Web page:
Tag: goals

Why we fail to reach our goals and what to do about it

If you’ve ever read a personal development book, I’m sure you’ve come across the importance of goal-setting. Everyone and his brother seems to lament the importance of setting big goals, shooting for the moon and going all in.

This might be one of the dumbest things I’ve ever heard.

Not only does this not work, but it is actually counter-productive and demotivating according to this study.

Humans are creatures of habit, and our habits are most often based on what’s easy for us to do. What this means is that if we want to accomplish anything, we need to make sure our goal is something which doesn’t take an enormous amount of effort to do, and that it is mostly within our own control.

For instance – you can’t control whether or not you become the next Jimi Hendrix, but you can control whether you practice playing the guitar for 30 minutes each day. Playing for 30 minutes each day is achievable, within your control, and adds up over time, and those elements are the keys to achieving anything worthwhile, so let me repeat it for good measure.

If your goals areĀ achievable and within your controlĀ they will add up to a lot over time. The reason why so many fail to do this, is because we overreach – we want to achieve our goals tomorrow, and become the greatest in the world within an unrealistically short time frame.

This is also the reason why we’re so fascinated by the people who achieve outsized success, because we subconsciously recognize that what they have achieved is super-human, insofar that they have had to circumvent their natural wiring in order to get to where they are today.

While we may not see the thousands of hours in the gym, or the frustrating hours in front of the computer trying to write something worthwhile or excel at making spreadsheets (sorry), we recognize that the people who have truly mastered a given subject have put in an immense amount of effort in order to do so, and the whole point here is that so can we – as long as we take sufficiently small steps, and practice our craft diligently and persistently

You might already be at a point in your career where you are well on your way to mastering a subject and you just need a little nudge to make the final leap to complete mastery. Or maybe you are in the beginning of your journey and you’re feeling all jittery or excited, or maybe you’re in what Seth Godin calls the Dip – the point where you’ve achieved some progress and then stalled, because the effort required to reach the next level is more than you’re able or willing to put in right now.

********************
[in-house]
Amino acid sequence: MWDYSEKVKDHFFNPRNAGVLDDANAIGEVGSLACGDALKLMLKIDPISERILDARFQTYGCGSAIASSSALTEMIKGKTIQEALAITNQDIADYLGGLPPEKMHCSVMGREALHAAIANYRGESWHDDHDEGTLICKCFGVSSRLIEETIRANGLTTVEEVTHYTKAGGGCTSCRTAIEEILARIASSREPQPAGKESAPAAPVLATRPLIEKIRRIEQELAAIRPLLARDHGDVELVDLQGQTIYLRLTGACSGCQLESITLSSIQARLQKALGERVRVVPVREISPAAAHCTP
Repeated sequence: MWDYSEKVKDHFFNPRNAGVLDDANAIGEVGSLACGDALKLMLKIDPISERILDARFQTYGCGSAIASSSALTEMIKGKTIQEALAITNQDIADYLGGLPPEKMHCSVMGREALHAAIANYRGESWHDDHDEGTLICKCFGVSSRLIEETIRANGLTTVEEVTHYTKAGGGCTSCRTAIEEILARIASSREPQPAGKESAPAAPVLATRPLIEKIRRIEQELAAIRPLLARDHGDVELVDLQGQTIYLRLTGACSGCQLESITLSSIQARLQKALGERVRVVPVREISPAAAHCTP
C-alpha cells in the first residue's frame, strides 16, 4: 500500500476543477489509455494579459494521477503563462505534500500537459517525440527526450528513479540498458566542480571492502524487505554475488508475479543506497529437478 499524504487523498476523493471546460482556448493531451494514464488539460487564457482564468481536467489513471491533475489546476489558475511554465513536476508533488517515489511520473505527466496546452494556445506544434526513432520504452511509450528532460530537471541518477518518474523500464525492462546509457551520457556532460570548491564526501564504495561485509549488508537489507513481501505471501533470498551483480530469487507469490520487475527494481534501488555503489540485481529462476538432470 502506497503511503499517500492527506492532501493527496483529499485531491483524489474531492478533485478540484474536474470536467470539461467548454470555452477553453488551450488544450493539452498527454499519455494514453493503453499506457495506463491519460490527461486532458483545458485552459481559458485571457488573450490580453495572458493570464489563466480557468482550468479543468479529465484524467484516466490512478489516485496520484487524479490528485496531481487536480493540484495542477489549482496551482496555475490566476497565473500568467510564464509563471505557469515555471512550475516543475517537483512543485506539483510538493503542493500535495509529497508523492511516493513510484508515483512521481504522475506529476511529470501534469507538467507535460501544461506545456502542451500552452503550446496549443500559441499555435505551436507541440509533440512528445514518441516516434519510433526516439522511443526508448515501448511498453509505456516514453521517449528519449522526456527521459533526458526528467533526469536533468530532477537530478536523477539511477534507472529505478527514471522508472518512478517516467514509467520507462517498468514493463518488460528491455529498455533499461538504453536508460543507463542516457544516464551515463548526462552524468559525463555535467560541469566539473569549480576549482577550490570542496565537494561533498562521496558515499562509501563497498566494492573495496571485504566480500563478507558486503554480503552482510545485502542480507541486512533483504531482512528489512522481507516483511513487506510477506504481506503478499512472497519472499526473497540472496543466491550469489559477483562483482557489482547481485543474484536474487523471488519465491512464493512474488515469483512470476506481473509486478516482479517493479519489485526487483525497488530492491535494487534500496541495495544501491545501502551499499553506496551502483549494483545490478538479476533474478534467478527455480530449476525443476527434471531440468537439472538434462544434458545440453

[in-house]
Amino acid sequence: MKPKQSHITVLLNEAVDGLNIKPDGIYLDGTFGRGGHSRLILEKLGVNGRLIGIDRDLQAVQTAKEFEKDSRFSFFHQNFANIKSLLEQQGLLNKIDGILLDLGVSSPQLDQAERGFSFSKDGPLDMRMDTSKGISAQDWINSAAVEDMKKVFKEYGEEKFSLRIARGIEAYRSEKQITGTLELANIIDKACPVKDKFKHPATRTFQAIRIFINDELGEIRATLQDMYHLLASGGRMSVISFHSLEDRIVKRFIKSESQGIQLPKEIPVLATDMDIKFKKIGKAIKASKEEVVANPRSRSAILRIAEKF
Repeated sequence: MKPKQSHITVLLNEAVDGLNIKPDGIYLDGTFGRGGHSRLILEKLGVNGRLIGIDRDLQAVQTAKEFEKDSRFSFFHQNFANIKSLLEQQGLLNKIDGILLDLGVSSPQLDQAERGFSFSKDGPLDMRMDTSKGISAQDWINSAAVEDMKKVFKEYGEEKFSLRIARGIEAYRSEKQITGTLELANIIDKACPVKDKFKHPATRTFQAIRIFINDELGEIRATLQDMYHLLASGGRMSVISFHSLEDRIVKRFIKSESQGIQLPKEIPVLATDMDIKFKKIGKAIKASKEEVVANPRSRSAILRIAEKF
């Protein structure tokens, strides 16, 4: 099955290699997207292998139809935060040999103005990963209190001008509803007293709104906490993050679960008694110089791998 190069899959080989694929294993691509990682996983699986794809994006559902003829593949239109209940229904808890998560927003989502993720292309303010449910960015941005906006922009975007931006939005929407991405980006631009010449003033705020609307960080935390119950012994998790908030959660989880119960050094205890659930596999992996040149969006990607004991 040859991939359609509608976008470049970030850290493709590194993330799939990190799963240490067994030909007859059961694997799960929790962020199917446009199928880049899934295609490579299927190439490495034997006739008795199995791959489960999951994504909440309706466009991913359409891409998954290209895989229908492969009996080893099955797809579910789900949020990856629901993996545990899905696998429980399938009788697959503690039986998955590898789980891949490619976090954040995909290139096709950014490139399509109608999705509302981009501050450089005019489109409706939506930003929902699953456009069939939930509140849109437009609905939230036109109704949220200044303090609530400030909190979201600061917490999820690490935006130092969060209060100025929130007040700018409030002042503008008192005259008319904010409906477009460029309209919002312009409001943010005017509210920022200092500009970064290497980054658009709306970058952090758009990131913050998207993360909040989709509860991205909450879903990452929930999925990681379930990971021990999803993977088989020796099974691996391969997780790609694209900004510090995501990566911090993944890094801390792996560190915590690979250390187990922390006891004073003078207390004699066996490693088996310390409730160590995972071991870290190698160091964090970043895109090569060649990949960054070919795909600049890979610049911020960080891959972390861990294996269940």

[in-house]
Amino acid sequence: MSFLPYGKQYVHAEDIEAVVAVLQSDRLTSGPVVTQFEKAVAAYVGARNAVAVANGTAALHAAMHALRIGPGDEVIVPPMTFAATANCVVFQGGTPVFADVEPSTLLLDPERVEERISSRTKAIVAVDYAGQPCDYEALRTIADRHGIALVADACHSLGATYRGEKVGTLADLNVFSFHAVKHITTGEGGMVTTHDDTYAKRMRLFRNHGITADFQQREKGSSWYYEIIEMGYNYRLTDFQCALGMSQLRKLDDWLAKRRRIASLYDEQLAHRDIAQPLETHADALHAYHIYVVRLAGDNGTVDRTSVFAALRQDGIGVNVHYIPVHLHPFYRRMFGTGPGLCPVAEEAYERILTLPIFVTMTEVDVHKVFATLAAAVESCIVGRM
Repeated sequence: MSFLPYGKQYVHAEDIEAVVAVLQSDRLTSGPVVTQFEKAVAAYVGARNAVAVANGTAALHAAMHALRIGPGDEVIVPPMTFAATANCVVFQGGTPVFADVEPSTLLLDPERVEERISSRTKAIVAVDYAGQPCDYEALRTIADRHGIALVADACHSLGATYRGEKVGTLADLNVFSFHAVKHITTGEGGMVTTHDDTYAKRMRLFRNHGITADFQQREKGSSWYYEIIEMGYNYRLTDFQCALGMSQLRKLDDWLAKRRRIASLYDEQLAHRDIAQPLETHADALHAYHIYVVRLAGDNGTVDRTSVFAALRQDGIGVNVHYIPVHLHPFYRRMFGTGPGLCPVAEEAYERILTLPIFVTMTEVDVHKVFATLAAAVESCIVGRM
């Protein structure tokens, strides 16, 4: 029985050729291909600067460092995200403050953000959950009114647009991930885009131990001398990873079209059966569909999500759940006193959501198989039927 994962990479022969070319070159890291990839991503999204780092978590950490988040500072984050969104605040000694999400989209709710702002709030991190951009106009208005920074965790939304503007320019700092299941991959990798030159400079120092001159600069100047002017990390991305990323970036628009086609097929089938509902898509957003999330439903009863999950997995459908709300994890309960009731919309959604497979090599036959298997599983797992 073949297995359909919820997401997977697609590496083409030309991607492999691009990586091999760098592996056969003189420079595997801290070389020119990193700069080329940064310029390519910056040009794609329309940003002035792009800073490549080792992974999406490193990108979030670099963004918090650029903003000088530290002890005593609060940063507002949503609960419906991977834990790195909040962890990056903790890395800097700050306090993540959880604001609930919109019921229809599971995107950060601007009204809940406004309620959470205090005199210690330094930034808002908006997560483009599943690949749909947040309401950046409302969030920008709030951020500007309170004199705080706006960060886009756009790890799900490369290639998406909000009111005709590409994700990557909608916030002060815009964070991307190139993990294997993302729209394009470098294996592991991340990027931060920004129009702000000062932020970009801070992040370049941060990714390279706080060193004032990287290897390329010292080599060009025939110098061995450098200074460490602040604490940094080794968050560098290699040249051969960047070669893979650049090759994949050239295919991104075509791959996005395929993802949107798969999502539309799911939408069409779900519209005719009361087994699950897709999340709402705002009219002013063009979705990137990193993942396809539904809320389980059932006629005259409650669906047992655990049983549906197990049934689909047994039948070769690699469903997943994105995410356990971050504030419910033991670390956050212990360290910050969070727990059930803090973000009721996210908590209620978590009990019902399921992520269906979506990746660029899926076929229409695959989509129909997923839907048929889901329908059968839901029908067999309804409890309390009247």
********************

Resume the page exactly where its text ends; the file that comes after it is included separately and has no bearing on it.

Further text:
Whatever your case, keep in mind that making your goal achievable and within your control is the first step to making enormous progress, but it is going to take a long time, and we must realize this if we want to achieve anything worthwhile.

As long as we’re stuck in the mindset that we have to achieve large goals in a short period of time, we will keep falling into the same trap and give up every time we encounter adversity, because we feel like we should be able reach our goal almost effortlessly.

In reality however, overcoming adversity is one of the best indicators for high achievement, but that’s a subject for another post.

For now, suffice it to say that when you know what you want, you have to figure out one action you can repeat day in and day out that will move you closer to your goal.

Forget about Big and Hairy – set Small Micro goals

Can you do one push up today?

Great.

Go and do it right now.

You’ve just accomplished the first step in your new fitness routine.

Do it again tomorrow and you’re well on your way to starting a fitness habit.

Do you think you can write five sentences about what’s on your mind today?

I’m sure you can.

If you can – and you did – you’ve accomplished the first step to becoming a writer.

Too often we get caught up in these long term goals – I want to be a millionaire by 30, I want to make partner at Deloitte by 35. These goals are all well and good, and if they turn you on and inspire you to show up and put in the work each day, then all power to ya. But I don’t believe this is how humans are wired. I believe humans are by nature short sighted, and I have the science to back it up. Kahneman & Tversky won the Nobel prize in economics by proving that humans are inherently biased, and one of the main biases we suffer from is myopia – short-sightedness.

That’s the reason why I believe that unless you are very un-average – which by the very nature of the word most of us aren’t – you won’t be turned on by long term big hairy and audacious goals. In fact it might be holding you back.

What we humans are really good is doing things on a day to day basis and most of us can do one thing today, as long as it’s not too overwhelming.

In the interest of illustrating my point, let me tell you about the time I went to fat camp. Today I’m smack dab in the middle of the fitness spectrum, and I would consider myself in fairly good shape. I’ve run a marathon (slowly) and can lift a fair amount of weight, but I started out barely being able to walk for 15 minutes. But in fact, that was just what we started with. Walking for 15 minutes, until it became routine. Then walking for 20 minutes until that became routine. Then we’d start going for short runs. Before we knew it, we were exercising and eating healthily as a matter of habit, and it all started with the tiniest of habits – the most manageable of tasks.

That’s why I propose that instead of making a plan to become Mister Universe, make a plan to do a push up a day. Instead of making a plan to become the next Ernest Hemingway, make a plan to write a few sentences every day.

Once you lay the foundation for a solid habit, you can build on top of that day by day. Small chunk by small chunk.

Big and hairy has nothing on small micro goals.